The ZenCash network was attacked earlier today via a 51% attack. The attacker managed to reorganize the blockchain multiple times, successfully double spending two transactions.
Over $550,000 Double Spent
ZenCash is a Proof of Work cryptocurrency based on the popular Equihash mining algorithm. Equihash is used by several other popular currencies, most notably ZCash, meaning that there is a very large pool of total Equihash hash rate in the world that can be used on a variety of networks. ZEN is a fork of ZClassic that launched in late May 2017, using the same codebase as ZCash.
Yesterday, the ZenCash network experienced a 51% attack, where one person or party controls 51% of the hash rate. The hash rate influx allowed the attacker to reorganize the blockchain several times, with the largest rollback reversing 38 blocks. The attacker also was able to double spend two massive transactions – 13,000 and 6,600 ZEN – worth more than $550,000 at current prices, according to a statement made by the development team. Mining pool operators notified the ZenCash team of a potential attack and exchanges were quickly contacted and warned to increase confirmation times.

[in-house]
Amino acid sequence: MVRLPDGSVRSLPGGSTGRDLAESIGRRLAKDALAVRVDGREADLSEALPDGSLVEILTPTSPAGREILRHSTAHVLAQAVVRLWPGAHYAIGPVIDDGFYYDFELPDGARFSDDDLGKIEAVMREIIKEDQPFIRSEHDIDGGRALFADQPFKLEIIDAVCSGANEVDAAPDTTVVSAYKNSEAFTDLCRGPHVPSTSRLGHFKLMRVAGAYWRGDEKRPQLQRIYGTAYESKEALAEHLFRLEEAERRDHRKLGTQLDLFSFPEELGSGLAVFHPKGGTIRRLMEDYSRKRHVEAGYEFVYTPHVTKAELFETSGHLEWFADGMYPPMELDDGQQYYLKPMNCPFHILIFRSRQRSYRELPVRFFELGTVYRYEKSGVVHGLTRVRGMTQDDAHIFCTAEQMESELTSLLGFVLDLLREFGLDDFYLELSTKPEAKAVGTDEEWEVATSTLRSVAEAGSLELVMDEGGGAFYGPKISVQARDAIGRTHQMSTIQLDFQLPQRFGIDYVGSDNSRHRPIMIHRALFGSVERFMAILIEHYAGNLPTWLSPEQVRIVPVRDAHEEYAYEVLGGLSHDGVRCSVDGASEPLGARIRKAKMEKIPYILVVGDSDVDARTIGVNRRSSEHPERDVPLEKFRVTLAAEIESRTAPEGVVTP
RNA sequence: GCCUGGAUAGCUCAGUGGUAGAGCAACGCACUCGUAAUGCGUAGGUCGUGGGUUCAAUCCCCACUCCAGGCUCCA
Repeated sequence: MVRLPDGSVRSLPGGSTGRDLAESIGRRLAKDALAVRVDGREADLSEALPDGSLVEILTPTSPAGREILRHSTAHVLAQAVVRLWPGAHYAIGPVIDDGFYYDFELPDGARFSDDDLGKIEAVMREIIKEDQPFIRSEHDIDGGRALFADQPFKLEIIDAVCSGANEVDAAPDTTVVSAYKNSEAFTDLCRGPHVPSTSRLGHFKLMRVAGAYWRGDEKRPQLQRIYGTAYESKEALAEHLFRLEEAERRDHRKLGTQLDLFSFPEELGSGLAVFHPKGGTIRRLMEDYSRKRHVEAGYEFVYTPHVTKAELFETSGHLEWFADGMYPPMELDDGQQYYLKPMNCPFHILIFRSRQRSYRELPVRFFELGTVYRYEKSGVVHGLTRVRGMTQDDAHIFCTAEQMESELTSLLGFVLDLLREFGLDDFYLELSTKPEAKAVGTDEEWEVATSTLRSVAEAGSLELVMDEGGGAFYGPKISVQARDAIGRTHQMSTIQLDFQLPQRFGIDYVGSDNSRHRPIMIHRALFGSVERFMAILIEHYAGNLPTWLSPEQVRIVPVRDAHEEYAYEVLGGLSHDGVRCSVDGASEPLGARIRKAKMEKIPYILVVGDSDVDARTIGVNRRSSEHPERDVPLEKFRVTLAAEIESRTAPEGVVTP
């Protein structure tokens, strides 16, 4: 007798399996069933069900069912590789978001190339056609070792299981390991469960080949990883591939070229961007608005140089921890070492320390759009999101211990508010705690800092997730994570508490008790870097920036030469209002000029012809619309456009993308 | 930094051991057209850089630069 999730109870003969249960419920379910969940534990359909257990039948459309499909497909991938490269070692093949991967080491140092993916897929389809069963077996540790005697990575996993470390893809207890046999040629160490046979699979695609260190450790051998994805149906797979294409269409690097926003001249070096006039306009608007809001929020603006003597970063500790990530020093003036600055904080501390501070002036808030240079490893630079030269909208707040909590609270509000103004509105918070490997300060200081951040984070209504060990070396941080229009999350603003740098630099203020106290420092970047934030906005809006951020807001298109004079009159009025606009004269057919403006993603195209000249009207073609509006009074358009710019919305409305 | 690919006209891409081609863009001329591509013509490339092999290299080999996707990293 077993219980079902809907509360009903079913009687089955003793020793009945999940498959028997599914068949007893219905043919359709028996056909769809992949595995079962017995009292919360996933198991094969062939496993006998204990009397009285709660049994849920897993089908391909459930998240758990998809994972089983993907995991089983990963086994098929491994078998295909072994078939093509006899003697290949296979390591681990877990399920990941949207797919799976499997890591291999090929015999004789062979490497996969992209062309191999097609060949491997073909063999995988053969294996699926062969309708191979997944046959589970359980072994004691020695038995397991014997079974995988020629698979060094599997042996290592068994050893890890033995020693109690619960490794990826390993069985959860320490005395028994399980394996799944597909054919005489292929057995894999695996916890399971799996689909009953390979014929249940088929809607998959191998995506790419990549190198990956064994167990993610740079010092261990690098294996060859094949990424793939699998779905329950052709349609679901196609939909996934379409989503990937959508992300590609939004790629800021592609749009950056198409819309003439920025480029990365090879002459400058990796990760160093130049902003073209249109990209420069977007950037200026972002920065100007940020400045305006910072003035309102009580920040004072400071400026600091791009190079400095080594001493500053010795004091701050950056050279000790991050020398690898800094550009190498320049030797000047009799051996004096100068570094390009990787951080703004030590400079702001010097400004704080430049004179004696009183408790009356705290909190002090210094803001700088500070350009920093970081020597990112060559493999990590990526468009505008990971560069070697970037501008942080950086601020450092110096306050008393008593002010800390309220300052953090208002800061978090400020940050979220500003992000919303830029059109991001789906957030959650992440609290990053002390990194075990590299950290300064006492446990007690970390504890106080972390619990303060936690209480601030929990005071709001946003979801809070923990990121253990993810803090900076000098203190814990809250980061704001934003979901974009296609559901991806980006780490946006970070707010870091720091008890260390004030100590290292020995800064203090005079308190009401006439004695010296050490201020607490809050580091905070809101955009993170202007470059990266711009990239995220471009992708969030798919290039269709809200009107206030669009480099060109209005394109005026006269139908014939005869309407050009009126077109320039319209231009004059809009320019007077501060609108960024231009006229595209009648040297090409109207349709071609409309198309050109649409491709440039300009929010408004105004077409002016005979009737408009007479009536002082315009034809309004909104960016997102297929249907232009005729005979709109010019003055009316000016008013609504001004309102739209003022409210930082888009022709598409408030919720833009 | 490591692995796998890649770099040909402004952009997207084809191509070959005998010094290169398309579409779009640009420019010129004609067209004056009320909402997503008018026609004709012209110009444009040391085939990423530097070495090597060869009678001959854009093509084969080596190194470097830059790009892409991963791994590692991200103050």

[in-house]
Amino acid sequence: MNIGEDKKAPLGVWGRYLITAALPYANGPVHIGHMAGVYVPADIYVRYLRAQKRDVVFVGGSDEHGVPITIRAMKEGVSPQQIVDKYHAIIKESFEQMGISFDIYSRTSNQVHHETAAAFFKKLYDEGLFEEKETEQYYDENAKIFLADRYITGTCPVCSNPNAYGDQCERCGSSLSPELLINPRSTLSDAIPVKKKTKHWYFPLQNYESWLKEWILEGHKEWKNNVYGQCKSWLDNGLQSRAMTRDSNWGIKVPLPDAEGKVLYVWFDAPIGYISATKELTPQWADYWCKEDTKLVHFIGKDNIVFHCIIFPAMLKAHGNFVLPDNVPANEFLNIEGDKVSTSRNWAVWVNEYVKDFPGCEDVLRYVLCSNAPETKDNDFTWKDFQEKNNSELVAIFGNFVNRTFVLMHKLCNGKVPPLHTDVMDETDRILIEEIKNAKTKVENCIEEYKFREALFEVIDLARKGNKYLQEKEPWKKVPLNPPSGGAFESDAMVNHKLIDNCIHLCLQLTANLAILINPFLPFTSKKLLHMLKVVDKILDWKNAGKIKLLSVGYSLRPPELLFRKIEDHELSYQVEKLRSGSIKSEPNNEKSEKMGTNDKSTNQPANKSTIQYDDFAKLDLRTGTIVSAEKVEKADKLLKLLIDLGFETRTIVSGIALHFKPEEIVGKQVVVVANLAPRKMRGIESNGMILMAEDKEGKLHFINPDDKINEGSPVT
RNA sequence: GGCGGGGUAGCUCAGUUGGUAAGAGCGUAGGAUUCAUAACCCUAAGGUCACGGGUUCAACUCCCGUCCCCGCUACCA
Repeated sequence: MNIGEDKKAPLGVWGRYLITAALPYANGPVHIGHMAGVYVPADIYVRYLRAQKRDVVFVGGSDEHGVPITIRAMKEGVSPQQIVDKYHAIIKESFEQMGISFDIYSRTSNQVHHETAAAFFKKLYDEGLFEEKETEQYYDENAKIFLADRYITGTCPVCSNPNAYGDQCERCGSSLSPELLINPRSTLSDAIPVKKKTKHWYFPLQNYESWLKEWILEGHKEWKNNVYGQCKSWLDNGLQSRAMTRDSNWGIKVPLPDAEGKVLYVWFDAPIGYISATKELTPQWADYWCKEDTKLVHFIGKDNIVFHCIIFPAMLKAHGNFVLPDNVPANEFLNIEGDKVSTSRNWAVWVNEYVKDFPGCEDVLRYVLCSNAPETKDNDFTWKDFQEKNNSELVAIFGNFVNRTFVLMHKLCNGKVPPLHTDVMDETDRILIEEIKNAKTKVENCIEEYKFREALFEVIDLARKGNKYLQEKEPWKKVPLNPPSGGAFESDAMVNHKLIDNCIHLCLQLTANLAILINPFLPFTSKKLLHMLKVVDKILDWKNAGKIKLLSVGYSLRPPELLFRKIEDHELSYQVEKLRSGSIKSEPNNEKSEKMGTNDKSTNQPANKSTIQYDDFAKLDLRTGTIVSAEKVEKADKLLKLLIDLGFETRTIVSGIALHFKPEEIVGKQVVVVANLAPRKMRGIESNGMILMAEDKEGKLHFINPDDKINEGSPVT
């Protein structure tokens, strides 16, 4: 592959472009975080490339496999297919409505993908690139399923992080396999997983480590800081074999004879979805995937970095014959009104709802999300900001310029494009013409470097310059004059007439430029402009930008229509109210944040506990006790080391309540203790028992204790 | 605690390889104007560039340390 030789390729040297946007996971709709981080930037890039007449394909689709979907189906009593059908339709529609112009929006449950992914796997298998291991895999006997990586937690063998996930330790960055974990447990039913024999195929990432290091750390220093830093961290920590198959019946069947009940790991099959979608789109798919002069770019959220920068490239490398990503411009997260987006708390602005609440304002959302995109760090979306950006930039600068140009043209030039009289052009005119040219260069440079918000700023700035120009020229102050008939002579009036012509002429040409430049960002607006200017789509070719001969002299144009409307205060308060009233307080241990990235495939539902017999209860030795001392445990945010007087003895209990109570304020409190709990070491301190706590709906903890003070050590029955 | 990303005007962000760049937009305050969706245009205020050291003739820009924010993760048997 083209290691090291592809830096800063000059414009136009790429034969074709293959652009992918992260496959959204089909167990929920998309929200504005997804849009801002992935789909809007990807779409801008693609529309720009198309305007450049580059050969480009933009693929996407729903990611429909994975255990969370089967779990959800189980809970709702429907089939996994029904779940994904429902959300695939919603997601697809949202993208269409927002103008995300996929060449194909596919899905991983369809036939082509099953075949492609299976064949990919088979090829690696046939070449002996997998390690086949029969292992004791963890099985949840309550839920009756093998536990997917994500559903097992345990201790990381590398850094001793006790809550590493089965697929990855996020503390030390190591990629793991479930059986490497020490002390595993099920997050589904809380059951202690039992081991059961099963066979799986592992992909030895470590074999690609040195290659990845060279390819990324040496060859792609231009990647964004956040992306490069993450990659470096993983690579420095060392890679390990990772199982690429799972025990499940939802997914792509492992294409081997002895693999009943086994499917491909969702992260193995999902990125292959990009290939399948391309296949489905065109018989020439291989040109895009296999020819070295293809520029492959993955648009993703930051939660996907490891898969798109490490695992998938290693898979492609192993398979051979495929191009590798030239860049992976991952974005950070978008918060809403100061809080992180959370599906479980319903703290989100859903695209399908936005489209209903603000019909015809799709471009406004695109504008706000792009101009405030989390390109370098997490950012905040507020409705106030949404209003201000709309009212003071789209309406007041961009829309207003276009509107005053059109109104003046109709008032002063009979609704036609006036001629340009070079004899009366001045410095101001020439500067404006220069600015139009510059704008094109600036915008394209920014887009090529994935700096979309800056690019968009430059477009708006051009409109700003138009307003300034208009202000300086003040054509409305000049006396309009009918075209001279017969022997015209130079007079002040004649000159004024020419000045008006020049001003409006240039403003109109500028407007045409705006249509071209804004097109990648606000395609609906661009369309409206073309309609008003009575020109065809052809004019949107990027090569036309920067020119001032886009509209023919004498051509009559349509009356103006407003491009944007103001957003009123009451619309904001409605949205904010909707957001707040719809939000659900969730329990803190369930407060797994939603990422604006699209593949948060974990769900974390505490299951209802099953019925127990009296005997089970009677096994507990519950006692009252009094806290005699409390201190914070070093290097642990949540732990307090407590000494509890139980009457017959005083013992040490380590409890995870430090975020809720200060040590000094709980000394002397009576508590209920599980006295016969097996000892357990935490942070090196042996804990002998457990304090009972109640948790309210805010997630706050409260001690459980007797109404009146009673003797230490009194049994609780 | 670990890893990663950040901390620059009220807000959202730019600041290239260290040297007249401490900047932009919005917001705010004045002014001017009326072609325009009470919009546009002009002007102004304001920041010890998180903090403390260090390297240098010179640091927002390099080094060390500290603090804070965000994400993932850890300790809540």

It was possible for the attacker to roll back transactions, but it is unclear what he did with the initial transactions. If he sent them to an exchange and traded the coins for Bitcoin or some other cryptocurrency, the attacker made out like a bandit. The attack occurred over a span of around 110 blocks, making the total attack length under four hours. According to 51Crypto, a website which estimates the theoretical cost of a 51% attack on various cryptocurrencies, it cost the attacker around $30,000.
GPU Mined Currency Under Attack
This is now the fourth major 51% attack launched in the last few months, Bitcoin Gold and Verge being among them. These attacks have sparked much debate within the crypto community as the ASIC vs GPU argument rages on.
Last week, a website was created showing the costs incurred in renting enough hash power via NiceHash to attack specific networks. Shockingly, several crypto-currencies not only were cheap to attack but also had plenty of hash rate for sale on NiceHash with which such an attack could take place. When 51% attacks were considered in the past, most calculations included the cost of hardware, electricity, and maintenance. But this new “rent-a-attack” method is proving dangerous for smaller networks.